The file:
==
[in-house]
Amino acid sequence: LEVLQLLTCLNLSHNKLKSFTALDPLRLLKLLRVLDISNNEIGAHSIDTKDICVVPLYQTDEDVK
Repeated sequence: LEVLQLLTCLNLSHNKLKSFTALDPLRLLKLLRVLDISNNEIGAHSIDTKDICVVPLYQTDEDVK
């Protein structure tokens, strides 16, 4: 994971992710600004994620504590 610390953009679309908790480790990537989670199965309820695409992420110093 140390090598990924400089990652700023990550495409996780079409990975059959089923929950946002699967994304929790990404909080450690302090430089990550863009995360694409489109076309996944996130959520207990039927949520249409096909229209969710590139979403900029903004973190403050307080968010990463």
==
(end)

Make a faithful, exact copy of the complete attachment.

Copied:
[in-house]
Amino acid sequence: LEVLQLLTCLNLSHNKLKSFTALDPLRLLKLLRVLDISNNEIGAHSIDTKDICVVPLYQTDEDVK
Repeated sequence: LEVLQLLTCLNLSHNKLKSFTALDPLRLLKLLRVLDISNNEIGAHSIDTKDICVVPLYQTDEDVK
């Protein structure tokens, strides 16, 4: 994971992710600004994620504590 610390953009679309908790480790990537989670199965309820695409992420110093 140390090598990924400089990652700023990550495409996780079409990975059959089923929950946002699967994304929790990404909080450690302090430089990550863009995360694409489109076309996944996130959520207990039927949520249409096909229209969710590139979403900029903004973190403050307080968010990463």